Building Bionic Jellyfish for Ocean Exploration


Jellyfish can’t do anything other than swim, sting, eat, and reproduce. They don’t even have brains. However, these simple creatures, despite how sophisticated humans are, can easily travel to the depths of the ocean.

But what if humans let jellyfish explore the ocean on our behalf and report what they find? A new study conducted at the California Institute of Technology explores what researchers call biohybrid robot jellyfish. The aim is to make it a reality through creation. These creatures, thought to be ocean-going cyborgs, augment the jellyfish with electronics that enhance their swimming and artificial “hats” that allow the jellyfish to swim more streamlined and at the same time carry smaller payloads.

Works published in magazines bioinspiration and biomimetics, The research was conducted in the lab of Centennial Professor of Aeronautics and Mechanical Engineering John Dabiri (M.A. ’03, Ph.D. ’05) and builds on his previous work on augmenting jellyfish . The goal of Dabiri’s research is to use jellyfish as robotic data collectors, sending them into the ocean to collect information about temperature, salinity, and oxygen levels that are affected by changes in Earth’s climate. .

“It is well known that the ocean is important in determining the current and future climate on land, yet surprisingly little is known about the ocean, especially far from the Earth’s surface,” Dabiri said. he says. “Our goal is to finally move that needle by taking an unconventional approach inspired by one of the few animals that has already successfully explored the entire ocean.”

Media Asset: Robot Jellyfish Explorer

Throughout his career, Dabiri has looked to the natural world, including jellyfish, for inspiration to solve engineering challenges. The research began with an early attempt by Dabiri’s lab to develop a mechanical robot that swims like a jellyfish, with the most efficient way of moving underwater of any living creature. Although his research team succeeded in creating such a robot, it could not swim as efficiently as a real jellyfish. At that point, Dabiri asked himself, why not just deal with the jellyfish themselves?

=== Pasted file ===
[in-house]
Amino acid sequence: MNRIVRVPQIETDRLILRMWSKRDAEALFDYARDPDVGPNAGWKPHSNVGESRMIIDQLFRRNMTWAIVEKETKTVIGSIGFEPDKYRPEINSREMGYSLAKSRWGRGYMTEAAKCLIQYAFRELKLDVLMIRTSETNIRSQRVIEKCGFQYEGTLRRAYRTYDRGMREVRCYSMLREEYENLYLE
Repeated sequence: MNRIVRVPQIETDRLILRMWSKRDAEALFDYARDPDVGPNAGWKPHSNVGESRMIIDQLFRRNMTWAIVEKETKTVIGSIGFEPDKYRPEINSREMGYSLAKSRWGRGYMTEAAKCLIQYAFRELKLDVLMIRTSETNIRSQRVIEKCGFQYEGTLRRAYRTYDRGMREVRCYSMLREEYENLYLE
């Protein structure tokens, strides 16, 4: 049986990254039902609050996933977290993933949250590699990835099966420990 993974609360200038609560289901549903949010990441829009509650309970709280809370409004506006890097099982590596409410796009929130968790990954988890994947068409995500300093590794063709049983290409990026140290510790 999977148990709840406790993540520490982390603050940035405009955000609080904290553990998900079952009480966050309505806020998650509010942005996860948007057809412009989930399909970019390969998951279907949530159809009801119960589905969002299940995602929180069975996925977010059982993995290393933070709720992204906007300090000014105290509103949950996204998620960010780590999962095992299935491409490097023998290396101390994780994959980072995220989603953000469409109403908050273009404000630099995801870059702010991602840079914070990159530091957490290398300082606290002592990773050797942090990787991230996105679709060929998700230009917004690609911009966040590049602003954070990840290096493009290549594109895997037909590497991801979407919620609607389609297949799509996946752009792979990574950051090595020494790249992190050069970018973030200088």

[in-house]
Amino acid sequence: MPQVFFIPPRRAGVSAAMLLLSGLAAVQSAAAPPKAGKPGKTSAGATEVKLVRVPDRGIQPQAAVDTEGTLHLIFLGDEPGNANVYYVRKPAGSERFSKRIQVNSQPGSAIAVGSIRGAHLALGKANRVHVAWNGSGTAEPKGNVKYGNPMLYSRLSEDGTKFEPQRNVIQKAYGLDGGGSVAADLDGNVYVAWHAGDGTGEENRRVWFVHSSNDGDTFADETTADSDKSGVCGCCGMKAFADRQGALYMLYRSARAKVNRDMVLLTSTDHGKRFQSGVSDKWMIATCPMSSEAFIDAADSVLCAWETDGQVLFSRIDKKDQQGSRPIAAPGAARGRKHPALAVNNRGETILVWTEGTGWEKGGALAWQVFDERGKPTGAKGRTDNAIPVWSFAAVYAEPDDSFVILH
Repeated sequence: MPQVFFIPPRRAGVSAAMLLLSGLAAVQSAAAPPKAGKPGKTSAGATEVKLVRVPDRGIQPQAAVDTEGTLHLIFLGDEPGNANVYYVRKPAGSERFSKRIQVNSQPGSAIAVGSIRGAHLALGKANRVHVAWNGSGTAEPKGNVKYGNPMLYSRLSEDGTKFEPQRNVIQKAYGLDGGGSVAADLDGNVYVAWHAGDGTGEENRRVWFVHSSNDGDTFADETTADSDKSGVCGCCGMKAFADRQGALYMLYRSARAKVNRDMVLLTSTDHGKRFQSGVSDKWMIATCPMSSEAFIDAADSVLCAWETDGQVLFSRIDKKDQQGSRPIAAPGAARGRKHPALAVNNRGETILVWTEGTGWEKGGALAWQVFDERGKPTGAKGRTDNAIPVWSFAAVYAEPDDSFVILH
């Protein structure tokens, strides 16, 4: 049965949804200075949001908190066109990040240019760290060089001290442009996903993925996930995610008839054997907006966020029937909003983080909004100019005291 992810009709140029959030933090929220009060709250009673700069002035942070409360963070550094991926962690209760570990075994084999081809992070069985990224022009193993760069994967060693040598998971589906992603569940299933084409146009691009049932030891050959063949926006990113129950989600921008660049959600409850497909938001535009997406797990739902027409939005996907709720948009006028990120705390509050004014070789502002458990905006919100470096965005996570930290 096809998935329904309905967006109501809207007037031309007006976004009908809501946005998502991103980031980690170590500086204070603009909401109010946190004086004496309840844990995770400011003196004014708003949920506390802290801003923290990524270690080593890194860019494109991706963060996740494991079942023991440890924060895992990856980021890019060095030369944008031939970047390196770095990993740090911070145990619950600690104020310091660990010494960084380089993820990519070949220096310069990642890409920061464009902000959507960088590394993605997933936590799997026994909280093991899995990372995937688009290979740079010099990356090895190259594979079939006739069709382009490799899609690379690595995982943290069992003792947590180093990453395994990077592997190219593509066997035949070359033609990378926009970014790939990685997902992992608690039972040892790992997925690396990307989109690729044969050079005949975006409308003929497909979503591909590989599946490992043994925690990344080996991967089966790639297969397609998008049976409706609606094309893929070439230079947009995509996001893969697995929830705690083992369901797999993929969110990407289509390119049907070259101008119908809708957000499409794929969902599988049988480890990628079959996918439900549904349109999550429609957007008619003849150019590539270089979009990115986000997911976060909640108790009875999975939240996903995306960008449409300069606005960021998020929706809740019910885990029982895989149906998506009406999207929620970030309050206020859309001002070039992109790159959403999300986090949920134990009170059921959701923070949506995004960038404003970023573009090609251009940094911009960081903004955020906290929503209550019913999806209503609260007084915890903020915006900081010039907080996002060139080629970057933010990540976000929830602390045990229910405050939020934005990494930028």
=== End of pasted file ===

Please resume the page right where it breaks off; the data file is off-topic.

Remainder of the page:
“Jellyfish are the original ocean explorers, reaching the deepest depths and thriving in tropical and polar waters alike,” Dabiri says. “Because they do not have a brain or the ability to sense pain, we were able to work with bioethicists to develop this biohybrid robotic application in a manner grounded in ethical principles.”

Previously, Dabiri’s lab implanted jellyfish with a type of electronic pacemaker that controls how fast they swim. They found that when the jellyfish were forced to swim faster than their usual slow pace, they became more efficient. A jellyfish that swims three times as fast as a normal girl only uses twice as much energy as a normal girl.

Now, the research team has gone a step further and added something called a prosome to the jelly. These anterior bodies are like a cap on the jellyfish’s bell (the mushroom-shaped part of the animal). The device was designed by Simon Anuszczyk (MS ’22), a graduate student and first author. He aimed to make the Jellyfish more streamlined while providing a place to carry sensors and other electronics.

Photo of Szymon Anuszczyk and John Dabiri. The two of them are standing in front of a large aquarium with smiles on their faces.